In 1994, Eric Morand, cofounder of the techno label F Communication with DJ Laurent Garnier, declared: ‘We give a French touch to house music’. The term ‘French Touch’ came to designate a movement in French electronic music that rapidly became famous on the international scene and involved all the visual artists – graphic designers, video directors, VJs – involved in this music. Never have graphic design and music been so closely associated as during the 90s and early 2000s.
Electronic music invented a veritable visual identity for itself. And often the collaboration of graphic designers with emerging independent labels was shaped by constraints and basic principles: the absence of photo budget, the musicians’ desire to remain anonymous, and the arrival of the Macintosh and its simplicity as a design tool. French labels emerged, such as F Communication, founded by Eric Morand and Laurent Garnier and aided by graphic designer Geneviève Gauckler, who had only just graduated from the Ecole des Arts Décoratifs. The Solid label, founded by Alex Goffer, Etienne de Crécy and Pierre-Michel Levallois, worked with the H5 collective, created the same year, some of whose work – the Super Discount album cover by Etienne de Crecy and the Child video by Alex Goffer – have become emblematic of a whole generation. The Yellow label, created by Alan Hô and Christophe le Friant, alias Bob Sinclar, enlisted the talents of Serge Nicolas.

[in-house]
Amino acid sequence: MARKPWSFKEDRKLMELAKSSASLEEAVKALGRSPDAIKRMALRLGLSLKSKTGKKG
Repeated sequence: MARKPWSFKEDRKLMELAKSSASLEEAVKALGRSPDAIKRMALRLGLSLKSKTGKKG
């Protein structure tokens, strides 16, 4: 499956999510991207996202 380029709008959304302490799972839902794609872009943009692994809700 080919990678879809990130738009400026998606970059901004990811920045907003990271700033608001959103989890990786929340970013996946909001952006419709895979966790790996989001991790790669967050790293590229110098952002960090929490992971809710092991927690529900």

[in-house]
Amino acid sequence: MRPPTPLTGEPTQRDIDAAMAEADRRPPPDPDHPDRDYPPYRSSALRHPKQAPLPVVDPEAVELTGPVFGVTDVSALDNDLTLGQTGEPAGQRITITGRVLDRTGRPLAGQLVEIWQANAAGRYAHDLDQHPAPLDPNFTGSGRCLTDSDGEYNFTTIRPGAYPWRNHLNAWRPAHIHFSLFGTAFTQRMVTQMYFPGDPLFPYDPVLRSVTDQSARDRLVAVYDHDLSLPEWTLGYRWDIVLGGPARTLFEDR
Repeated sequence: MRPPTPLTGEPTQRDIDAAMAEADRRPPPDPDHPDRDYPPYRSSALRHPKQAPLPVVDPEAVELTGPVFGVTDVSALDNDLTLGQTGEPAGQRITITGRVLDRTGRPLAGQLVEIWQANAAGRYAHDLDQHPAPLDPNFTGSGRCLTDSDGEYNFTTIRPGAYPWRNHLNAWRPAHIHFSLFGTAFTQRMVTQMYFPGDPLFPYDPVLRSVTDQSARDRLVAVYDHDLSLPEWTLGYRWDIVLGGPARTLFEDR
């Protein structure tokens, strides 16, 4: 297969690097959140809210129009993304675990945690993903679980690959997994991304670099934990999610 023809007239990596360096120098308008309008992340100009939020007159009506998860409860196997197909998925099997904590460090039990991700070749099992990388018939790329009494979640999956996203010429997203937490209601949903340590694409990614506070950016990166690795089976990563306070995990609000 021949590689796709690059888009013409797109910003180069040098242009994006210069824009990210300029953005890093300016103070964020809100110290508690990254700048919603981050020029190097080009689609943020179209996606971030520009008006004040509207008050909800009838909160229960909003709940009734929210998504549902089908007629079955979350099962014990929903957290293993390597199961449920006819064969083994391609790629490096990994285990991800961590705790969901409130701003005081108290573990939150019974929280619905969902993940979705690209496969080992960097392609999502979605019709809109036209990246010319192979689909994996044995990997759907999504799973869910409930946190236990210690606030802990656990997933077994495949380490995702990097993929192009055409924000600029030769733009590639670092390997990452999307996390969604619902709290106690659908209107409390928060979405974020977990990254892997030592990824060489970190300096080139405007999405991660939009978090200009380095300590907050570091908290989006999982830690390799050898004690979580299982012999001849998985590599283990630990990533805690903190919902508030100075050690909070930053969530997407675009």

These graphic designers, fresh out of school, broke free from the teaching they had received at college, with its insistent reference to the Polish and Swiss schools and the militant graphic design of the Grapus collective, and looked to Anglo-Saxon post-modernist graphic designers such as Peter Saville, Neville Brody and Designers Republic for their inspiration. M/M accompanied this music scene by creating the fanzine EdEN and designing disk jackets for the Micronautes.
Graphically, this was also the heyday of the flyers that publicised each club evening and became a creative showcase for personalities such as La Shampouineuse (Michel Poulain), for Pedro Winter’s soirées at the Folie’s Pigalle, and the photographer Agnés Dahan for the Respect soirées at the Queen. This music-graphic design-video symbiosis was taken to its paroxysm by the group Daft Punk and their studio Daft Art.
Through flyers, album covers, videos, the exhibition French Touch. Graphisme / vidéo / électro introduces this common history which the global reach has allowed these designers to impose themselves and to open their practice to other fields.
October 10, 2012 – March 31, 2013
Les Arts Décoratifs, Paris